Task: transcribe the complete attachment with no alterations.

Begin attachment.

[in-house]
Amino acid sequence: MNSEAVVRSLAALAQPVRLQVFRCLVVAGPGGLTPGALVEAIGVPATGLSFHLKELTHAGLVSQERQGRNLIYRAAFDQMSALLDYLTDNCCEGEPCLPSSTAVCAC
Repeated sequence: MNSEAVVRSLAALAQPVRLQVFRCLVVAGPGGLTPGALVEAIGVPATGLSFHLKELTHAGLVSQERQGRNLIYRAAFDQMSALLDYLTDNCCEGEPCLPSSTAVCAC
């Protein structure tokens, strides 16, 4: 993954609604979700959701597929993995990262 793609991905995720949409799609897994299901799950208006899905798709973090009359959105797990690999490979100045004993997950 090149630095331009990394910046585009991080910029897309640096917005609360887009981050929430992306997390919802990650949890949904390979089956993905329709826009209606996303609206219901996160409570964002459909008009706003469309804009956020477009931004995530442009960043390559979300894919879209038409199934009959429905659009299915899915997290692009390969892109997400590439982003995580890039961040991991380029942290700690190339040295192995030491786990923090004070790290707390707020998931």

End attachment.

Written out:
[in-house]
Amino acid sequence: MNSEAVVRSLAALAQPVRLQVFRCLVVAGPGGLTPGALVEAIGVPATGLSFHLKELTHAGLVSQERQGRNLIYRAAFDQMSALLDYLTDNCCEGEPCLPSSTAVCAC
Repeated sequence: MNSEAVVRSLAALAQPVRLQVFRCLVVAGPGGLTPGALVEAIGVPATGLSFHLKELTHAGLVSQERQGRNLIYRAAFDQMSALLDYLTDNCCEGEPCLPSSTAVCAC
């Protein structure tokens, strides 16, 4: 993954609604979700959701597929993995990262 793609991905995720949409799609897994299901799950208006899905798709973090009359959105797990690999490979100045004993997950 090149630095331009990394910046585009991080910029897309640096917005609360887009981050929430992306997390919802990650949890949904390979089956993905329709826009209606996303609206219901996160409570964002459909008009706003469309804009956020477009931004995530442009960043390559979300894919879209038409199934009959429905659009299915899915997290692009390969892109997400590439982003995580890039961040991991380029942290700690190339040295192995030491786990923090004070790290707390707020998931």